Newborn screening laboratories vary in the values that are used to define congenital hypothyroidism. Defining congenital hypothyroidism is particularly complex in premature neonates because prematurely born infants often have a low free thyroxine value and low or normal TSH value, termed as transient hypothyroxinemia of prematurity. In a multicenter (n=11 sites) trial, we randomly allocated premature neonates with a gestational age of 23 to 29 and 6/7 weeks to one of two parenteral nutrition approaches. The primary objective of our trial was to measure the effect of two distinct strategies of parenteral nutrition on neonatal growth and blood amino acids. A protocol defined secondary aim of our clinical trial was the evaluation of the influence of gestational age, time and the degree of amino-acid supplementation on total thyroxine levels. We hypothesized that an increase of amino-acid supplementation would be associated with the normalization of serum amino acids and that this would improve thyroxine synthesis.Premature neonates (23 to 29 and 6/7 weeks) were randomly allocated to one of two approaches to intravenous amino-acid administration. In one group, amino-acid supplementation started at 1.0 g kg(-1) per day and advanced by 0.5 g kg(-1) per day to a maximum of 2.5 g kg(-1) per day (2.5 group). The other group received amino acids at 1.5 g kg(-1) per day and advanced by 1.0 g kg(-1) per day to a maximum of 3.5 g kg(-1) per day (3.5 group). Filter paper blood spots were obtained on the day of randomization, and on days 7 and 28 of age to monitor laboratory values.Enrollment included 122 neonates, 64 in the 3.5 group and 58 in the 2.5 group. There were no differences in demographics or baseline characteristics between the two treatment groups. There were no significant differences in thyroid levels at baseline, on days 7 and 28 between the two treatment groups. Growth was similar in both groups. It was noted that thyroxine levels changed over time and that the changes with time were greatest in the most preterm neonates.The degree of amino-acid supplementation does not influence thyroxine levels and both time from birth and gestational age do influence thyroxine levels.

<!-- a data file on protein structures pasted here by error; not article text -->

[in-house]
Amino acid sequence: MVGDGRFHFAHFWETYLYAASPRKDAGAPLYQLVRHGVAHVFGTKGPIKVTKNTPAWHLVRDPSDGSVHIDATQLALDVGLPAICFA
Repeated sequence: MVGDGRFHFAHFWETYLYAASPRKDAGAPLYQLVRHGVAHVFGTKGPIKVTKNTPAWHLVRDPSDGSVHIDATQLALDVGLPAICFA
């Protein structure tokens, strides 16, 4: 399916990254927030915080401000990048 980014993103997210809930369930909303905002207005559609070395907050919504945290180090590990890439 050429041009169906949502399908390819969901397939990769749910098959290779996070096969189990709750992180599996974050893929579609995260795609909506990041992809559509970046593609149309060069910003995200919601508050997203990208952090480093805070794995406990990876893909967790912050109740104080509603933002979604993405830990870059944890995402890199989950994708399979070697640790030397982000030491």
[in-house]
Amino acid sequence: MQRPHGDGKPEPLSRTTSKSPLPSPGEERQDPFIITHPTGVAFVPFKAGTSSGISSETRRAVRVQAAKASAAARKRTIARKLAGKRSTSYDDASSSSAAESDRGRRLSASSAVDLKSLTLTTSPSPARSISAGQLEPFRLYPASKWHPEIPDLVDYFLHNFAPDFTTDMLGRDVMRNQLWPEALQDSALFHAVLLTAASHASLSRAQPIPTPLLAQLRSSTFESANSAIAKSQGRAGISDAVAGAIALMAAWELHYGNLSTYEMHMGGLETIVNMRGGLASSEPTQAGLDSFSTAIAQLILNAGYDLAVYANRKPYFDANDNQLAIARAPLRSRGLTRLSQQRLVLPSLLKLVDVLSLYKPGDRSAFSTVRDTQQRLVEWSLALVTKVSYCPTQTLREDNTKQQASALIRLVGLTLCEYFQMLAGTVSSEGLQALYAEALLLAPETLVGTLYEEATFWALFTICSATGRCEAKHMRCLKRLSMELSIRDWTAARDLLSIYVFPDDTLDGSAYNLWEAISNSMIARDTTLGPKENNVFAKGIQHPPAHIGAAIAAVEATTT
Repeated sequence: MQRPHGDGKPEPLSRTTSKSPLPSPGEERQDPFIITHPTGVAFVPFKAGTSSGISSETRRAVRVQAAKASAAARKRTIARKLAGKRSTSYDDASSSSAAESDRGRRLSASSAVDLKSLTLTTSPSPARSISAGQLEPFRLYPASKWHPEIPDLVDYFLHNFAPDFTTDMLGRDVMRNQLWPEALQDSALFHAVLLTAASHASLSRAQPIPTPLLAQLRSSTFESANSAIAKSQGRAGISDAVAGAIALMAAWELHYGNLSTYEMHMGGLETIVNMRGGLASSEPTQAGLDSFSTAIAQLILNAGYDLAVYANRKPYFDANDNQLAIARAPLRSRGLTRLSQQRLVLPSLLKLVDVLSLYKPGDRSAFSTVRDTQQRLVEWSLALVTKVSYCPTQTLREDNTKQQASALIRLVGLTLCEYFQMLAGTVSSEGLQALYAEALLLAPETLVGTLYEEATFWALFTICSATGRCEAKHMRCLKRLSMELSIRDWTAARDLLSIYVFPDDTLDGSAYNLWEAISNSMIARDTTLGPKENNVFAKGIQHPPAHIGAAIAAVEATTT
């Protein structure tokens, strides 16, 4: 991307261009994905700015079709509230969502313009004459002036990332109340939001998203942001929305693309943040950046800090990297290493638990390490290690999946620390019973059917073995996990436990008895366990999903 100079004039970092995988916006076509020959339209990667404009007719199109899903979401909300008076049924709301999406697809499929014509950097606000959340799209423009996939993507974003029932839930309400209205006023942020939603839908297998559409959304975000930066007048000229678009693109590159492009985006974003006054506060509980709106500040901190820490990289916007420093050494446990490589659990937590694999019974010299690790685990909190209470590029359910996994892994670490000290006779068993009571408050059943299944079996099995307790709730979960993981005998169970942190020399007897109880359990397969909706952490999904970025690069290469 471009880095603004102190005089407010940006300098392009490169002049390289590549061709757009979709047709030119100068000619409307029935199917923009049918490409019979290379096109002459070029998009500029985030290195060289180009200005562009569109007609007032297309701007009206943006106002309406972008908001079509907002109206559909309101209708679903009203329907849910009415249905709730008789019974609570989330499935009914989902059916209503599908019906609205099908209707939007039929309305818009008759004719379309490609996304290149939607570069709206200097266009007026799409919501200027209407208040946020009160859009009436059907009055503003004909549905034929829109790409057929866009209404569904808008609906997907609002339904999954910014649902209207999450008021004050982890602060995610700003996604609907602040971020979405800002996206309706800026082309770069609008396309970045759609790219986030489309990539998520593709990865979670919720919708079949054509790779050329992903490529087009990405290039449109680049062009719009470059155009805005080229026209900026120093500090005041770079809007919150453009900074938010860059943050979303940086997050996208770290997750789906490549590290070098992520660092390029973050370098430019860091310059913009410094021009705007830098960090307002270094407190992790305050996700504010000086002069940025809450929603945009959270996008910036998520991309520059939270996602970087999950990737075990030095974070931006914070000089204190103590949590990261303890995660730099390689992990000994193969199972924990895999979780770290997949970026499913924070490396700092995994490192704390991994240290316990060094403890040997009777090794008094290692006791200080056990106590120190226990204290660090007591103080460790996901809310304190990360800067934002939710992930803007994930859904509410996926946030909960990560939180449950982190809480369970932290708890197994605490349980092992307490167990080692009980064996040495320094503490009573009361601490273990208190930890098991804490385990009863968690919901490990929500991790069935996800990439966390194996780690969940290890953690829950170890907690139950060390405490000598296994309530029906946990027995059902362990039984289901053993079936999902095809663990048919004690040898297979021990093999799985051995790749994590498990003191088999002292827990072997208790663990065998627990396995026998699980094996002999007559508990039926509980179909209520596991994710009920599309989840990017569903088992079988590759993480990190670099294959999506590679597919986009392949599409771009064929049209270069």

View details for Web of Science ID 000254782000005

View details for PubMedID 18288119